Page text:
An anniversary post for this season of remembrance. John Edgar Hardy was born to my great-great-grandparents, John, a fishmonger, and Mary Ann, in 1883 in Halifax, one of several siblings. They lived at 5 Briar Court. (I say ‘several’ rather … Continue reading →
I dabble in genealogy and suddenly remembered tonight that Find My Past had offered free access to their newspaper archives over the long weekend. There wasn’t time left for any major research, so I contented myself with a slightly manic … Continue reading →
…for a lad from the back streets of Halifax who spent half his childhood (as did his sister) in a children’s home/orphanage, as I’ve touched on elsewhere. Their mum was a seamstress and in the Depression years work was hard … Continue reading →
My lovely mum on what would have been her 95th birthday. I have a couple of treasured pictures taken of our family (in best bib and tucker in the garden at Maru, Northern Nigeria) by Gavin Carr, colleague of my … Continue reading →
I posted these two pictures in a Facebook Group, Calderdale Then and Now, as I had spotted someone else’s similar post about the bad winter of 1962-3. We had returned from Nigeria for good (or so my parents thought) in … Continue reading →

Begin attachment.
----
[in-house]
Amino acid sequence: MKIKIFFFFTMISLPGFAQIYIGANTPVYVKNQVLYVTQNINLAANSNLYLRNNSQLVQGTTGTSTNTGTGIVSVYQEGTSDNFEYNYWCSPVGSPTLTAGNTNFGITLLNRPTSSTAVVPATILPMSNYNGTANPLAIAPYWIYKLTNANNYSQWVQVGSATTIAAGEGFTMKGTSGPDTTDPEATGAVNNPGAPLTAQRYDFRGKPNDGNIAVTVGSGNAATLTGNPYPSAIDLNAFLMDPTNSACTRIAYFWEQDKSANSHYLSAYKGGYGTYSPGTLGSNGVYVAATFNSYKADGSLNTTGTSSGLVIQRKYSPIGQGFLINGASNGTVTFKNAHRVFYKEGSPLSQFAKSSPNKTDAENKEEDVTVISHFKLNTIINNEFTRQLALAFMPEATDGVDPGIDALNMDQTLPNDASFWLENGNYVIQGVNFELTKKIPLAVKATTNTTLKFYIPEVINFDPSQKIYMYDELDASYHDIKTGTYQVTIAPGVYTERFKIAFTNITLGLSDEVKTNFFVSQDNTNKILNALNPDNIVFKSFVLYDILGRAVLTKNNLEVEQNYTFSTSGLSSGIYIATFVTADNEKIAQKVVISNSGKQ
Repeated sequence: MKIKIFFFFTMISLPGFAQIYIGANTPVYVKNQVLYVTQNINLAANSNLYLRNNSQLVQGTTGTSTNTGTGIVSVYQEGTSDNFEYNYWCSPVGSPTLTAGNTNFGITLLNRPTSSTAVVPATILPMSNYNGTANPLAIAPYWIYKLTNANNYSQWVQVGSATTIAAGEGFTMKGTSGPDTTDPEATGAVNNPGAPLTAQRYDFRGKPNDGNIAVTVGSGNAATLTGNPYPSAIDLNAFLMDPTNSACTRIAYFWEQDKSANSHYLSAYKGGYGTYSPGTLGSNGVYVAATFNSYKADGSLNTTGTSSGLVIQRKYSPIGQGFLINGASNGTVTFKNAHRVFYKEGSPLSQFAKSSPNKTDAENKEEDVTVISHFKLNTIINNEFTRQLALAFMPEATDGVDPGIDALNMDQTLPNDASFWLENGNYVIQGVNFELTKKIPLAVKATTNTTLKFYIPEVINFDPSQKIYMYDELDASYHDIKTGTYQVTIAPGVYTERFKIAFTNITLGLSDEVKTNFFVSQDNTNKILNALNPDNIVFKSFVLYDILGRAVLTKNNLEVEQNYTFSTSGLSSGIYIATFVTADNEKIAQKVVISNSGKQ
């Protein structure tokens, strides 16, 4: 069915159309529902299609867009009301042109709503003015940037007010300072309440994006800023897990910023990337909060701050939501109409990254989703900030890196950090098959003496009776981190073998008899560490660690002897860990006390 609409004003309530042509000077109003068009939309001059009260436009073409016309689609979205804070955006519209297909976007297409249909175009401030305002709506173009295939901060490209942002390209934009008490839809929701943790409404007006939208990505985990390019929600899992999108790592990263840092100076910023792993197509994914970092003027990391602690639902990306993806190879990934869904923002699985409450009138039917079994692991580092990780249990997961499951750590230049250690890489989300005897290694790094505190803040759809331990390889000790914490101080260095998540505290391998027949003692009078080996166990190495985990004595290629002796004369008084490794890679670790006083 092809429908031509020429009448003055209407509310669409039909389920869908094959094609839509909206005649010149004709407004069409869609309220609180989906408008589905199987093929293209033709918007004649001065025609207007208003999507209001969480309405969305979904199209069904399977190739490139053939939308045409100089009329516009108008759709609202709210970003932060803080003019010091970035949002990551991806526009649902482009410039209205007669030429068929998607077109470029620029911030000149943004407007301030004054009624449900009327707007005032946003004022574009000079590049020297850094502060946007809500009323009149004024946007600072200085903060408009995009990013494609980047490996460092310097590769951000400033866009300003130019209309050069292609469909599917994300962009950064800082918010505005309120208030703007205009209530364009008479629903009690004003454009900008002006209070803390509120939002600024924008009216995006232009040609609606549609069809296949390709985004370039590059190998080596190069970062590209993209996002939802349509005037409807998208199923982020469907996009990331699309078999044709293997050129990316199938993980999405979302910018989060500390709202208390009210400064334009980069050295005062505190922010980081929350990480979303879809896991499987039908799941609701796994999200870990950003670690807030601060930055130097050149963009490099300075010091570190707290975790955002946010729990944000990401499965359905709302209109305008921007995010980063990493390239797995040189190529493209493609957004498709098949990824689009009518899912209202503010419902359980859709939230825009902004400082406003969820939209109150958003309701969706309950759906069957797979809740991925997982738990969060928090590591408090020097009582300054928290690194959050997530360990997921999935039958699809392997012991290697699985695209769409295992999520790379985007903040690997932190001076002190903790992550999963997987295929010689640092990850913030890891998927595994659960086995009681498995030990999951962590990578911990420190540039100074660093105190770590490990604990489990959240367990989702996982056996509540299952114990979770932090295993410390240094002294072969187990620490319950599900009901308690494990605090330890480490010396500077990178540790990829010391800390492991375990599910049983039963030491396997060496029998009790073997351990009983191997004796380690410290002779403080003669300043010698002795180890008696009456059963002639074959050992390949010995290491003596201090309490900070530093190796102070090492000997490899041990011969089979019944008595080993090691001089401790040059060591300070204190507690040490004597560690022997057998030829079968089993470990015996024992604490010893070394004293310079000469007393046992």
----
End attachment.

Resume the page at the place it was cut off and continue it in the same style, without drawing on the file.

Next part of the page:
This extract from the family album has perplexed me. Dad’s captions speak of ‘down the Miango road’ going to a village, Bassa. However, Bassa town, which I had assumed it meant, is in the other direction from Jos, and even … Continue reading →
This gallery contains 10 photos.
David Dobson was PEO (Provincial Education Officer) based in Jos but with responsibilities around the Plateau region. From the next pages in the family album, it seems those duties included visiting Toro, where there was a school and a Teacher … Continue reading →
This gallery contains 14 photos.
10 St. Patrick’s Avenue, Jos. PEO’s House My mother and father, Jean and David Dobson, went to Nigeria a couple of years after they married in 1950; quite a contrast from industrial West Yorkshire. They lived with David’s mother, Flossie, … Continue reading →
I had totally forgotten this feeble attempt to transcribe (in an early look at Noteflight) the chorus of a song my paternal grandma used to sing to me as a small child. I only rediscovered it when I clicked on … Continue reading →
Originally posted on Ooh Aah Droitwich Spa:
A Droitwich woman was one of the first people in Britain to learn that the D-Day Landings had taken place. Marge Barton (nee Payne) was working as a teleprinter operator with the Auxiliary…